Gretchen Buscko and Jared McMinn of Bellingham’s Franklin Academy recently sat down with WhatcomTalk to discuss the importance of STEM in elementary school education, a philosophy the preschool through eighth grade private school integrates into its progressive curriculum.
Standing for science, technology, engineering, and mathematics, STEM is an educational model that highlights the need for a solid science-based educational foundation in elementary-aged students. It’s also proving crucial to future workforce successes, as world interests increasingly gravitate toward technology and science.
“It all started with the need for more workers in these areas, a shift that started with the tech boom here in the Pacific Northwest,” says Head of School Gretchen Bucsko. “At first, they were trying to balance out the industry by recruiting more girls, and then it evolved into needing more people working in all those fields — not just girls, but more workers to keep up with the demand.”
As technology has been interwoven into everyday lives, it’s solidified a permanent place in the world for this ever-evolving field and the need for more experts who are able to explore it.
Younger generations, in recent times, have shown a major increase in interest in science and technology, creating a growing need for sophisticated and inclusive curriculums.
“STEM is for boys, girls, everyone,” says Bucsko. “That is one of our main focuses and why we started with this big push for STEM. These fields are where the jobs are going and we want all of our students prepared to have those skill sets so that, no matter who they are, they can find a job in those areas.”
A STEM-based curriculum is an excellent way to acquire incredible team-building skills in children and serve as a springboard for highly productive and innovative interpersonal aptitudes. Soft skills like communication, creativity, and critical thinking play a significant role in STEM type careers.
“Understanding soft skills is understanding how to be a good employee and being able to work with a team,” says Bucsko. “We often do big projects where students have to solve a problem. If you have great soft skills, then you can collaborate, you can communicate effectively, and you can have a better product because you worked together to solve a problem and you had all sorts of ideas contributing to that outcome.”
Technology and media literacy also take center stage when integrating STEM into an educational model.
“Media literacy allows people to access and critically evaluate,” says Bucsko. “We encourage students to view media in different ways, which allows for them to be a citizen making good decisions based on multiple types of facts.”
Technology literacy establishes a strong skill for acquiring digital information and communicating via a digital environment — another area of interest that’s skyrocketed over the past two decades. At the Franklin Academy, students participate in a cross-grade curriculum focused on career exploration in STEM using a collaborative and interdisciplinary approach to help them experience real-world applications and enable them to meet the challenges of the 21st century with well-developed critical thinking and problem-solving skills.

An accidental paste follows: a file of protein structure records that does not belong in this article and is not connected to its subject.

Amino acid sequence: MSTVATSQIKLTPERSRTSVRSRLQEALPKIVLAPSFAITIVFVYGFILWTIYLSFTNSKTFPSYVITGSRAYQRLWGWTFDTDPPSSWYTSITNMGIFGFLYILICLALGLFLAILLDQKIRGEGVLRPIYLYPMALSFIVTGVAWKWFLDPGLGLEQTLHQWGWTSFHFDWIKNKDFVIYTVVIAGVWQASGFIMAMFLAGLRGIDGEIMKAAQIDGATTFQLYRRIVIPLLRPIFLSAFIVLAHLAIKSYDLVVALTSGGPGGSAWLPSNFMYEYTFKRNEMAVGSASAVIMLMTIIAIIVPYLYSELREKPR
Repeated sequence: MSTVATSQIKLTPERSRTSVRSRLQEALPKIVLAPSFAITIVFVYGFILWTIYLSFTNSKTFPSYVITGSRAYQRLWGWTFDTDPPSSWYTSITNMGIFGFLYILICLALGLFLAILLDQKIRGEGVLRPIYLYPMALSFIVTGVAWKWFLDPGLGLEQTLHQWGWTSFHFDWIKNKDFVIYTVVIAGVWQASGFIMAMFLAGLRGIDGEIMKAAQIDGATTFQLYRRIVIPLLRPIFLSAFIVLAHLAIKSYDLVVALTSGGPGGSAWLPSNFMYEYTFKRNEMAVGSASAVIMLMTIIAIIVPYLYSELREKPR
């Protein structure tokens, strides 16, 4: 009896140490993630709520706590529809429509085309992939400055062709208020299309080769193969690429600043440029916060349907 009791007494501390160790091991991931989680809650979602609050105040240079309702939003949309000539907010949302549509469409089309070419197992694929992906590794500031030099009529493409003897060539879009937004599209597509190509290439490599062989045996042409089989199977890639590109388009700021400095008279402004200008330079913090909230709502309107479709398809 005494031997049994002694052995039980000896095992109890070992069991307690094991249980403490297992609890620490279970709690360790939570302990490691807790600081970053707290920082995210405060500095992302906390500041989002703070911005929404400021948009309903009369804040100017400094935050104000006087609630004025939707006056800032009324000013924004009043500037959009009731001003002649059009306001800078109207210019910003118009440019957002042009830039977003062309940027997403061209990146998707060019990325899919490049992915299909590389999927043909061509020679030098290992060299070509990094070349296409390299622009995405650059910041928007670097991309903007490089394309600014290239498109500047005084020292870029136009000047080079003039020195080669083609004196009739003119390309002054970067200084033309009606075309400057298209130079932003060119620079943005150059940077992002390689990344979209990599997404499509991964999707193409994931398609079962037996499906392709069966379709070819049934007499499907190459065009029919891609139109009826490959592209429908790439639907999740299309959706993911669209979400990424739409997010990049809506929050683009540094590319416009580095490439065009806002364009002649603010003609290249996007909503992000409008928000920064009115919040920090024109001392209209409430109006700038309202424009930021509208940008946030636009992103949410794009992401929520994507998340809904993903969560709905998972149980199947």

Overall, it comes down to how a STEM-heavy educational background can place these students in highly successful and lucrative careers that simultaneously improve the lives of themselves and others.
“Our school approaches STEM in a different way than a lot of different schools,” says Bucsko. “We really try to stay to the root of what our STEM purpose is. We make sure that our students are prepared to have a career in science, technology, engineering, and mathematics. We approach that in such a way that ensures our students are getting more math than anywhere else, as well as plenty of science, and we just introduced a brand-new engineering program.”
Instructor Jared McMinn leads the Franklin Academy’s new engineering program, using a curriculum from the Museum of Science called Engineering Everywhere.
“Our curriculum is a rigorous, research-based design where students model critical science and engineering practices and infuse 21st century skills,” says McMinn. “These include a focus on critical thinking, collaboration, communication, creativity, flexibility, and persistence.”
Engineering is especially relevant in a STEM-based education, encouraging students to apply their skills to real world applications.
“In our engineering course, students grade 5-8 focus on engineering topics, exploring the many different fields of engineering while engaging in the Engineering Design Process: Question, Research, Plan, Create, Analyze, Improve, and Communicate,” says McMinn. “As students learn, they have the opportunity to correct and reflect on their designs, strengthening their ability to refine higher-level thinking skills.”
Innovation and adaptation are keys to a productive future for us all, skills that are acquired and practiced daily in a STEM educational model. As the relevancy of science, technology, engineering, and mathematics grows to encompass modern societal priorities, STEM education will become the one of the most important approaches to elementary school-age instruction.